Advertisement

Evolving Dynamic Trade Execution Strategies Using Grammatical Evolution

  • Wei Cui
  • Anthony Brabazon
  • Michael O’Neill
Part of the Lecture Notes in Computer Science book series (LNCS, volume 6025)

Abstract

Although there is a plentiful literature on the use of evolutionary methodologies for the trading of financial assets, little attention has been paid to potential use of these methods for efficient trade execution. Trade execution is concerned with the actual mechanics of buying or selling the desired amount of a financial instrument of interest. Grammatical Evolution (GE) is an evolutionary automatic programming methodology which can be used to evolve rule sets. In this paper we use a GE algorithm to discover dynamic, efficient, trade execution strategies which adapt to changing market conditions. The strategies are tested in an artificial limit order market. GE was found to be able to evolve quality trade execution strategies which are highly competitive with two benchmark trade execution strategies.

Keywords

Limit Order Order Book Grammatical Evolution Limit Order Book Limit Order Market 
These keywords were added by machine and not by the authors. This process is experimental and the keywords may be updated as the learning algorithm improves.

Preview

Unable to display preview. Download preview PDF.

Unable to display preview. Download preview PDF.

References

  1. 1.
    Almgren, R.: Execution costs. In: Encyclopedia of Quantitative Finance, pp. 346–357. Wiley, Chichester (2008)Google Scholar
  2. 2.
    Brabazon, A., O’Neill, M.: Biologically Inspired Algorithms for Financial Modeling. Springer, Heidelberg (2006)Google Scholar
  3. 3.
    Cao, C., Hansch, O., Wang, X.: Order placement strategies in a pure limit order book market. The Journal of Financial Research 26, 113–140 (2008)Google Scholar
  4. 4.
    Chakraborti, A., Toke, I., Patriarca, M., Abergel, F.: Econophysics: Empirical facts and agent-based models (2009), http://arxiv.org/pdf/0909.1974
  5. 5.
    Daniel, G.: Asynchronous simulations of a limit order book. PhD thesis, University of Manchester, UK (2006)Google Scholar
  6. 6.
    Duong, H., Kalev, P., Krishnamurti, C.: Order aggressiveness of institutional and individual investors. Pacific-Basin Finance Journal 1, 1–14 (2009)Google Scholar
  7. 7.
    Farmer, D., Gillemot, L., Iori, G., Krishnamurthy, S., Smith, E., Daniels, M.: A random order placement model of price formation in the continuous double auction. In: Blume, L., Durlauf, S. (eds.) The economy as an evolving complex system III. Oxford University Press, Oxford (2005)Google Scholar
  8. 8.
    Farmer, J.D., Patelli, P., Zovko, I.: The predictive power of zero intelligence models in financial markets. Proceedings of the National Academy of Sciences of the United States of America 102, 2254–2259 (2005)CrossRefGoogle Scholar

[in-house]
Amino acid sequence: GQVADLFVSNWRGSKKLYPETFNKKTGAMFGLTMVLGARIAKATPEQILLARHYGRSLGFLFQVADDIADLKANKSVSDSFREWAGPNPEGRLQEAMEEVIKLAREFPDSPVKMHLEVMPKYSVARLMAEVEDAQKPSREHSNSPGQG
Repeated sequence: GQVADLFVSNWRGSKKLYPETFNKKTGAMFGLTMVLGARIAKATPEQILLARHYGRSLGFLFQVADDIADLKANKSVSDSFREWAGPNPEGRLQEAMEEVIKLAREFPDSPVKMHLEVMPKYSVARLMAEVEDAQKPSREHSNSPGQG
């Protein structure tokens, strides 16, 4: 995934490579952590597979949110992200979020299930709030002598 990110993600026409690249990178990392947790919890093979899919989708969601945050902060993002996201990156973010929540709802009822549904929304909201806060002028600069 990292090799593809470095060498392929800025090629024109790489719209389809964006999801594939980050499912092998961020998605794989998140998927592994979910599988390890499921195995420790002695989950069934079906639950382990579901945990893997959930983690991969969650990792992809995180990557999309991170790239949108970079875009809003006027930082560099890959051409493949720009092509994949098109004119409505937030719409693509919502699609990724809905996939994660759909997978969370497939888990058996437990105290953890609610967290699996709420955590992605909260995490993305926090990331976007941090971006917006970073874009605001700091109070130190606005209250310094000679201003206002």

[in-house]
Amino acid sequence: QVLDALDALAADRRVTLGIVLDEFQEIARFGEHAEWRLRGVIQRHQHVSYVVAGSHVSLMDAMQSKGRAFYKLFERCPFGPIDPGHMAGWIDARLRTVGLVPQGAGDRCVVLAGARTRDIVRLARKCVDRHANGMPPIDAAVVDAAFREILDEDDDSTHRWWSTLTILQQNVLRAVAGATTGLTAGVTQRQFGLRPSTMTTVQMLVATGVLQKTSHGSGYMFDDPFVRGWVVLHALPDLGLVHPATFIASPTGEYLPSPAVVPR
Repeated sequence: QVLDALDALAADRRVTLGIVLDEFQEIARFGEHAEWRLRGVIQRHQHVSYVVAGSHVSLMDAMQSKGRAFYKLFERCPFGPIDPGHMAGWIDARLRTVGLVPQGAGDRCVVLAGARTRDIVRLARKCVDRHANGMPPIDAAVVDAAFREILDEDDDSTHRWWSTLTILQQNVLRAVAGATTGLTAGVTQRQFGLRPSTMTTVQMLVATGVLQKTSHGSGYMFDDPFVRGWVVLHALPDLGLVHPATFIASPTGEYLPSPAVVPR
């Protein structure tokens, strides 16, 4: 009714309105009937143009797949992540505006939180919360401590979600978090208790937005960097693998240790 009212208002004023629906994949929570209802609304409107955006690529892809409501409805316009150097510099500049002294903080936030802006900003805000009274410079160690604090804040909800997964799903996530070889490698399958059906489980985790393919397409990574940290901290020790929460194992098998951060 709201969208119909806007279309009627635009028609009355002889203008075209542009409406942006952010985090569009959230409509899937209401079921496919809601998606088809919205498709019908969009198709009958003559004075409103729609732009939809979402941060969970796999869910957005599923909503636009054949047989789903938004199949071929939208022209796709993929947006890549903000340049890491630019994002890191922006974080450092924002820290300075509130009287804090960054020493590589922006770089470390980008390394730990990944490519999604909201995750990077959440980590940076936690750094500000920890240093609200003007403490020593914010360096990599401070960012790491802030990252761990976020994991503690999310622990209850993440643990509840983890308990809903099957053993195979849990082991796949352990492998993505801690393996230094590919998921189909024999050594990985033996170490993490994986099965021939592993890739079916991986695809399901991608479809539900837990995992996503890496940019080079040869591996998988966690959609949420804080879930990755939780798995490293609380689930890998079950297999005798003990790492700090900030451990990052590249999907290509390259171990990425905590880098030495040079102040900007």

9. 9.
    Gode, D., Sunder, S.: Allocative efficiency of markets with zero-intelligence traders. Journal of political economy 101, 119–137 (1993)CrossRefGoogle Scholar
  10. 10.
    Hall, A., Hautsch, N.: Order aggressiveness and order book dynamics. Empirical Economics 30, 973–1005 (2006)CrossRefGoogle Scholar
  11. 11.
    Kissell, R., Glantz, M.: Optimal Trading Strategies, Amacom, USA (2003)Google Scholar
  12. 12.
    LeBaron, B.: Agent-based computational finance. In: Tesfatsion, L., Judd, K. (eds.) Handbook of Computational Economics. Agent-based Computational Economics, vol. 2, pp. 134–151. Elsevier, Amsterdam (2005)Google Scholar
  13. 13.
    Lim, M., Coggins, R.: Optimal trade execution: an evolutionary approach. Proceedings of IEEE Congress on Evolutionary Computation 2, 1045–1052 (2005)CrossRefGoogle Scholar
  14. 14.
    Lo, I., Sapp, S.: Order aggressiveness and quantity: How are they determined in a limit order market (2007), http://test.bank-banque-canada.ca/fr/res/wp/2007/wp07-23.pdf
  15. 15.
    Mike, S., Farmer, J.: An empirical behavioral model of liquidity and volatility. Journal of Economic Dynamics and Control 32, 200–234 (2008)CrossRefGoogle Scholar
  16. 16.
    O’Neill, M., Ryan, C.: Grammatical Evolution. Kluwer Academic Publishers, USA (2003)zbMATHGoogle Scholar
  17. 17.
    Pascual, R., Verdas, D.: What pieces of limit order book information matter in explaining order choice by patient and impatient traders. Quantitative Finance 9, 527–545 (2009)CrossRefMathSciNetGoogle Scholar
  18. 18.
    Ranaldo, A.: Order aggressiveness in limit order book markets. Journal of Financial Markets 7, 53–74 (2004)CrossRefGoogle Scholar
  19. 19.
    Samanidou, E., Zschischang, E., Stauffer, D., Lux, T.: Agent-based models of financial markets. Reports on Progress in Physics 70, 409–450 (2007)CrossRefGoogle Scholar
  20. 20.
    Tesfatsion, L.: Agent-based computational economics: A constructive approach to economic theory. In: Tesfatsion, L., Judd, K. (eds.) Handbook of computational economics: agent-based computaional economics, pp. 52–74. Elsevier, Amsterdam (2006)Google Scholar
  21. 21.
    Toth, B., Kertesz, J., Farmer, J.: Studies of the limit order book around large price changes. European Physical Journal B 71, 499–510 (2009)CrossRefGoogle Scholar
  22. 22.
    Verhoeven, P., Ching, S., Ng, H.: Determinants of the decision to submit market or limit orders on the ASX. Pacific-Basin Finance Journal 12, 1–18 (2004)CrossRefGoogle Scholar
  23. 23.
    Xu, Y.: Order aggressiveness on the ASX market. International Journal of Economics and Finance 1, 51–75 (2009)Google Scholar

Copyright information

© Springer-Verlag Berlin Heidelberg 2010

Authors and Affiliations

  • Wei Cui
    • 1
    • 2
  • Anthony Brabazon
    • 1
    • 2
  • Michael O’Neill
    • 1
    • 3
  1. 1.Natural Computing Research and Applications GroupUniversity College DublinIreland
  2. 2.School of BusinessUniversity College DublinIreland
  3. 3.School of Computer Science and InformaticsUniversity College DublinIreland

Personalised recommendations